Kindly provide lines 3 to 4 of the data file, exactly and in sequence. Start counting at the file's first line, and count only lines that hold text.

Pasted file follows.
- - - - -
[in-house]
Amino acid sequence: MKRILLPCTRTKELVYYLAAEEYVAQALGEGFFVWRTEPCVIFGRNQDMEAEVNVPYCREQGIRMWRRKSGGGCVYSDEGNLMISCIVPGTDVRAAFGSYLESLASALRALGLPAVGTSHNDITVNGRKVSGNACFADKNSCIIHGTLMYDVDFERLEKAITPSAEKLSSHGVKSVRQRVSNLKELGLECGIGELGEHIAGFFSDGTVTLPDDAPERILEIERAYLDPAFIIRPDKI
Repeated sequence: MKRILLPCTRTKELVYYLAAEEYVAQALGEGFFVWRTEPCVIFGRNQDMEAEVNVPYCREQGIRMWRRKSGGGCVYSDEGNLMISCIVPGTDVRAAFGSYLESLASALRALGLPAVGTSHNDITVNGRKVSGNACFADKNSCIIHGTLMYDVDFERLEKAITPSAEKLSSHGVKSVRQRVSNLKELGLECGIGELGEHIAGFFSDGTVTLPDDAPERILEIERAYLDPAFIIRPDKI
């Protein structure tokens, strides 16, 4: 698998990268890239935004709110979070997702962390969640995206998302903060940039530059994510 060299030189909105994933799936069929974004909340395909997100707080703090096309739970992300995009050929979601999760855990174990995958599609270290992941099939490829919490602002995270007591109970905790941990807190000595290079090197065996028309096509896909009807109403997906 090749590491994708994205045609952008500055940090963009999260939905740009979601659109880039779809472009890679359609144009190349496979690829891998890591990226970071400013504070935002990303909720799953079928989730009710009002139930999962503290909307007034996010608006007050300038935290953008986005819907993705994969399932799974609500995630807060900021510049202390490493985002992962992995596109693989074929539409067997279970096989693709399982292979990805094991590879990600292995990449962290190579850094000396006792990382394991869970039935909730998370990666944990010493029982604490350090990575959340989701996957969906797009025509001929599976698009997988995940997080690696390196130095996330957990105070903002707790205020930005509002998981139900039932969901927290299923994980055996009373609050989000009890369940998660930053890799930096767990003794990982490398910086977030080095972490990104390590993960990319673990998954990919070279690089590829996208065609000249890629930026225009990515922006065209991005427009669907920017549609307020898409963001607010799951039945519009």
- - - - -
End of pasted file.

Repeated sequence: MKRILLPCTRTKELVYYLAAEEYVAQALGEGFFVWRTEPCVIFGRNQDMEAEVNVPYCREQGIRMWRRKSGGGCVYSDEGNLMISCIVPGTDVRAAFGSYLESLASALRALGLPAVGTSHNDITVNGRKVSGNACFADKNSCIIHGTLMYDVDFERLEKAITPSAEKLSSHGVKSVRQRVSNLKELGLECGIGELGEHIAGFFSDGTVTLPDDAPERILEIERAYLDPAFIIRPDKI
């Protein structure tokens, strides 16, 4: 698998990268890239935004709110979070997702962390969640995206998302903060940039530059994510 060299030189909105994933799936069929974004909340395909997100707080703090096309739970992300995009050929979601999760855990174990995958599609270290992941099939490829919490602002995270007591109970905790941990807190000595290079090197065996028309096509896909009807109403997906 090749590491994708994205045609952008500055940090963009999260939905740009979601659109880039779809472009890679359609144009190349496979690829891998890591990226970071400013504070935002990303909720799953079928989730009710009002139930999962503290909307007034996010608006007050300038935290953008986005819907993705994969399932799974609500995630807060900021510049202390490493985002992962992995596109693989074929539409067997279970096989693709399982292979990805094991590879990600292995990449962290190579850094000396006792990382394991869970039935909730998370990666944990010493029982604490350090990575959340989701996957969906797009025509001929599976698009997988995940997080690696390196130095996330957990105070903002707790205020930005509002998981139900039932969901927290299923994980055996009373609050989000009890369940998660930053890799930096767990003794990982490398910086977030080095972490990104390590993960990319673990998954990919070279690089590829996208065609000249890629930026225009990515922006065209991005427009669907920017549609307020898409963001607010799951039945519009």